I like to repeat what Rush Limbo (Famous radio station Republican host in the US) “With half of my brain tie behind my back, let me do the thinking for you” this is what the mentioned people did for Italy, and not by chance it takes on average 67 permits to open a business in Italy without mentioning endless red tape, extortions political connections etc.
Now if you were the CEO of Fiat and have to choose between an IIT and Milan Polytechnic which one would you choose while both have the same education and language fluency.
Your choice is as good as Fiat CEO!.

Posted by: Giacomo Chiametti | January 4, 2007 05:14 PM


Only 5-6 years ago it wasn't like that.

They came up with some sort of law that slowly but inexorably is changing young people life.

Our great statesman say that these smart choices will improve competitiveness and human resources flexibility, but I think they only managed to make Italy more similar to china, where workers rights are totally encroached.

The result is that companies can now exploit people work at will (I personally know MANY situations in which people work 12 hours per day getting absolutely NOTHING).

People still can survive and carry a good life because they live with their families but what about the future? Within 10-20 years there will be no more dad or mom paying bills.

In Italy nobody seems to realize what's happening. Since 2004 I'm living abroad, but the situation is getting worse day by day and people start to feel it.

Thanks for your intervention,

Posted by: lorenzo Federico | January 4, 2007 02:27 AM

I would love to understand the politicians when they talk and their law,why can everything been easy for the common person to understand?,it feels like the speak a different language,that only them can understand,it this done in purpose to keep us in the dark?

Posted by: E.kul.nura | January 4, 2007 01:47 AM


At the root of the problem you mention (people working for free) is the economic situation.

Essentially, the supply of work is greater than demand. So, it's an employer's market.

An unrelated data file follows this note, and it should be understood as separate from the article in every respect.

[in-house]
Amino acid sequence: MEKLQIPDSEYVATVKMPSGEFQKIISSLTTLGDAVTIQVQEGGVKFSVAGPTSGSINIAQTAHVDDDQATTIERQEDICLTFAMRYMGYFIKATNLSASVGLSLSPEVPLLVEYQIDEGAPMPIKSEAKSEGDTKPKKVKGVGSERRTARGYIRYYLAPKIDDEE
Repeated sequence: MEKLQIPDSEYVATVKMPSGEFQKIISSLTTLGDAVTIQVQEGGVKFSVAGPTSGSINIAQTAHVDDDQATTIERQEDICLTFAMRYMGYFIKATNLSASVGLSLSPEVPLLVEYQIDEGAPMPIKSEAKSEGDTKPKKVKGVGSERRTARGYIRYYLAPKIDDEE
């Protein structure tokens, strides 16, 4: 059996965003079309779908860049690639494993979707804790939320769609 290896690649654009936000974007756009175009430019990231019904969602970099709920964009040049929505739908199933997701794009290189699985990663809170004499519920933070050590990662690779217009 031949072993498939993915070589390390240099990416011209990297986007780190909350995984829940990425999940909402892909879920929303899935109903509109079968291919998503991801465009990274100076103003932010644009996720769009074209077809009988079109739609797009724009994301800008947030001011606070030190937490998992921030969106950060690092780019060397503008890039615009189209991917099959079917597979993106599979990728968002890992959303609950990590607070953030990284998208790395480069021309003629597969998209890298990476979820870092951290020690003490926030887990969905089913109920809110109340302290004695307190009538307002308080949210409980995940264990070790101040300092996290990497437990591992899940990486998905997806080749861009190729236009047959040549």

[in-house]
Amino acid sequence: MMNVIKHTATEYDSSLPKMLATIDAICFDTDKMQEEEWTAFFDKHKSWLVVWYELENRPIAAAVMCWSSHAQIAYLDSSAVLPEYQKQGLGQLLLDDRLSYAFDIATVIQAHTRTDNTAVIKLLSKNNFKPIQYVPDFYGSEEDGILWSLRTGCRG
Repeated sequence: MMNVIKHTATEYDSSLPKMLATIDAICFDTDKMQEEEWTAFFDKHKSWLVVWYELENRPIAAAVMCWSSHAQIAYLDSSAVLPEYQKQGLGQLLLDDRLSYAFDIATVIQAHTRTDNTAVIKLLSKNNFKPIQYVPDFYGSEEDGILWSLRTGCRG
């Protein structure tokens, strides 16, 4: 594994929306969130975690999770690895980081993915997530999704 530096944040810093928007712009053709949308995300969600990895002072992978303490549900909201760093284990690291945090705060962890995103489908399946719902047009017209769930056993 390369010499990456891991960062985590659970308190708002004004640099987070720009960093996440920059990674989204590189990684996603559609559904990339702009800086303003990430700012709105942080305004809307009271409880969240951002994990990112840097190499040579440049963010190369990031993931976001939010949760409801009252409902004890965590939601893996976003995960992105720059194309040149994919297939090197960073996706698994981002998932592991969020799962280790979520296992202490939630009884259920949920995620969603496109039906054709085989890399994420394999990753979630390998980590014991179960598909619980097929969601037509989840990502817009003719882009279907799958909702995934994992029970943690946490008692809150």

More rights could be given to the workers. However, if supply and demand for labor remain as they are, more rights to workers are likely to reduce the number of legal jobs even further. Fewer employers will find hiring worth their while. Legal employment will thus likely decrease.

Italy has some intrinsic competitive problems, which no law can fix in the short run (energy, infrastructure, education levels--are just some examples). But many problems could be fixed in the short run with a simple change in the law. Bureaucracy, labor laws, competition are good examples. These would improve the economic environment for investment. These, in turn, would translate into greater demand for labor.

Unless this is done, it is unlikely that workers will fare any better. With competition increasing, chances are that if the situation does not get better--it will get worse.

Posted by: Andrea Marchi | January 4, 2007 01:32 AM

I'm an Italian guy, that now study as Erasmus student in UK.
On april the 9th all italian citizens voted in order to create the new Parliament (it will be our Parliament for 5 years), but wasn't possible to choose our Parliament members.
The only possible solution is change our electoral law!

Posted by: Andrea Roncadori | January 3, 2007 06:18 PM

There is a solution:

Let's send them all to trial in Baghdad.

They deserve it.

Posted by: Giovanni Principe | January 3, 2007 03:04 PM

Many young people in Italy (with or without a doctoral degree) work several hours per day without taking a sigle euro. This seems unbelievable but that's what's happening to many friends of mine right now.

That's all because of these PSEUDOcontracts, sort of internship all'italiana that allow companies to take advantage of young people's work at no cost...

I don't know much about the laws and political choices that created this mess but I know that nobody among our great governors (the outstanding Prof Prodi as well as the eminent Dott. Cav Berlusconi) seems to care.......and the situation is getting worse..

Please, can someone explain to me what political choices needs to be taken in order to rectify this awful situation?

Posted by: lorenzo Federico | January 3, 2007 07:21 AM